oh, good, because, as a Christian, you'd obviously know.

i'm sure you've got the correct view of Christianity and are on the "good" list.
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Old 03-01-2011, 11:48 AM   #6
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As an asshole, I feel compelled to tell you that you're all wrong and I'm right.
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Old 03-01-2011, 08:39 PM   #7
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Originally Posted by Irvine511 View Post
oh, good, because, as a Christian, you'd obviously know.

i'm sure you've got the correct view of Christianity and are on the "good" list.

I said what they are teaching is wrong. It's a lie.

Go view Benny Hinn, Ernest Angley or Paul Croach and so many others on "so called Christian television."

What do you think? Are they representing the message of Jesus?

In my view, they are false teachers.


Note: I did not mean to imply that all of Christian television is filled with false teachers,
but you do need to be careful.

*a new thread idea
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Old 03-01-2011, 08:44 PM   #8
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Old 03-02-2011, 08:56 AM   #9
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Quote:
Originally Posted by the iron horse View Post
I said what they are teaching is wrong. It's a lie.

Go view Benny Hinn, Ernest Angley or Paul Croach and so many others on "so called Christian television."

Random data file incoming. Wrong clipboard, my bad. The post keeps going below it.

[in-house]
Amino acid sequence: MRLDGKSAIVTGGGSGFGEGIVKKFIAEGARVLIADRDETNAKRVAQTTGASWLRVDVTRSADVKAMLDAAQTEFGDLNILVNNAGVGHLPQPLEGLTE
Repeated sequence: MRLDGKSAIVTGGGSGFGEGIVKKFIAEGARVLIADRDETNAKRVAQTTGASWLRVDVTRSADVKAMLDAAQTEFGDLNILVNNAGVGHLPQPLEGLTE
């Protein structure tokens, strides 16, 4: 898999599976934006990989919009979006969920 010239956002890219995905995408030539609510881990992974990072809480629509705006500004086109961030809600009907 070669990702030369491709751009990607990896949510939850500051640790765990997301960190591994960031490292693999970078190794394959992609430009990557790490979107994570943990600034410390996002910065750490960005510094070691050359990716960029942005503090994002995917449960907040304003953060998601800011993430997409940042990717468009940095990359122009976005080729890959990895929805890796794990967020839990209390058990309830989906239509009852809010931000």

What do you think? Are they representing the message of Jesus?

In my view, they are false teachers.


Note: I did not mean to imply that all of Christian television is filled with false teachers,
but you do need to be careful.

*a new thread idea
Yes but I think the point is that you, we, me - we all need to be careful about stating we have the absolute teaching and they have the false teaching. You have made some statements about faith that do not show up in the Bible, so I think it's wise to show some humility in that aspect.
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Old 03-02-2011, 06:17 PM   #10
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Originally Posted by Irvine511 View Post
is this acceptable grounds to disqualify someone from foster care?
What did you think about this? Just curious.
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Old 03-02-2011, 07:15 PM   #11
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I wonder what the rate of suicide is for gay children being raised in a home with fundamentalist parents who can't accept homosexuality?

Dan Savage says it's eight times higher than normal LGBT kids.

Quote:
"We are prepared to love and accept any child. All we were not willing to do was to tell a small child that the practice of homosexuality was a good thing."
Good for the judge. We know what this "love the sinner, hate the sin" rhetoric leads to, and it's injust.
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Old 03-02-2011, 07:59 PM   #12